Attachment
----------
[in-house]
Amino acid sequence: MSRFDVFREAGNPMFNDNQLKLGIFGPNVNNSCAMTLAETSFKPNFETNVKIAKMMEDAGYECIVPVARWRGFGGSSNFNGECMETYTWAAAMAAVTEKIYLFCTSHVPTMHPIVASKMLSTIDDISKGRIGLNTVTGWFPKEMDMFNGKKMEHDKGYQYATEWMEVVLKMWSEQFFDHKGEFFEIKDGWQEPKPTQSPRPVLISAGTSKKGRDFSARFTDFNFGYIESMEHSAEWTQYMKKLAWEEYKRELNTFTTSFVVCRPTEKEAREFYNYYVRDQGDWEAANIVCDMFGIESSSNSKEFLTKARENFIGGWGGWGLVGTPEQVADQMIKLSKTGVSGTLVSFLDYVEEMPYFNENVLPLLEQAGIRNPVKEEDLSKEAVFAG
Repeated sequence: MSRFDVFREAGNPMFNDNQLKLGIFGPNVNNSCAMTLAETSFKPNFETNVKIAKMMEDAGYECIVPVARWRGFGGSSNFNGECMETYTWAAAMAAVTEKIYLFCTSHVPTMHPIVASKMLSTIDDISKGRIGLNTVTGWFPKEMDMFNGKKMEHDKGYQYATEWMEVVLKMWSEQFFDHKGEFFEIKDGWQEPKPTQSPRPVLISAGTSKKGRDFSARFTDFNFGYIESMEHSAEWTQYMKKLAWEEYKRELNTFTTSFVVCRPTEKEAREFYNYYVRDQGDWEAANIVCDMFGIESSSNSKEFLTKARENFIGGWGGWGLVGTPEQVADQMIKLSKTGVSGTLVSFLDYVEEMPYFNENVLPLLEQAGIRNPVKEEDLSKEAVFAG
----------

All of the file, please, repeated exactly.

[in-house]
Amino acid sequence: MSRFDVFREAGNPMFNDNQLKLGIFGPNVNNSCAMTLAETSFKPNFETNVKIAKMMEDAGYECIVPVARWRGFGGSSNFNGECMETYTWAAAMAAVTEKIYLFCTSHVPTMHPIVASKMLSTIDDISKGRIGLNTVTGWFPKEMDMFNGKKMEHDKGYQYATEWMEVVLKMWSEQFFDHKGEFFEIKDGWQEPKPTQSPRPVLISAGTSKKGRDFSARFTDFNFGYIESMEHSAEWTQYMKKLAWEEYKRELNTFTTSFVVCRPTEKEAREFYNYYVRDQGDWEAANIVCDMFGIESSSNSKEFLTKARENFIGGWGGWGLVGTPEQVADQMIKLSKTGVSGTLVSFLDYVEEMPYFNENVLPLLEQAGIRNPVKEEDLSKEAVFAG
Repeated sequence: MSRFDVFREAGNPMFNDNQLKLGIFGPNVNNSCAMTLAETSFKPNFETNVKIAKMMEDAGYECIVPVARWRGFGGSSNFNGECMETYTWAAAMAAVTEKIYLFCTSHVPTMHPIVASKMLSTIDDISKGRIGLNTVTGWFPKEMDMFNGKKMEHDKGYQYATEWMEVVLKMWSEQFFDHKGEFFEIKDGWQEPKPTQSPRPVLISAGTSKKGRDFSARFTDFNFGYIESMEHSAEWTQYMKKLAWEEYKRELNTFTTSFVVCRPTEKEAREFYNYYVRDQGDWEAANIVCDMFGIESSSNSKEFLTKARENFIGGWGGWGLVGTPEQVADQMIKLSKTGVSGTLVSFLDYVEEMPYFNENVLPLLEQAGIRNPVKEEDLSKEAVFAG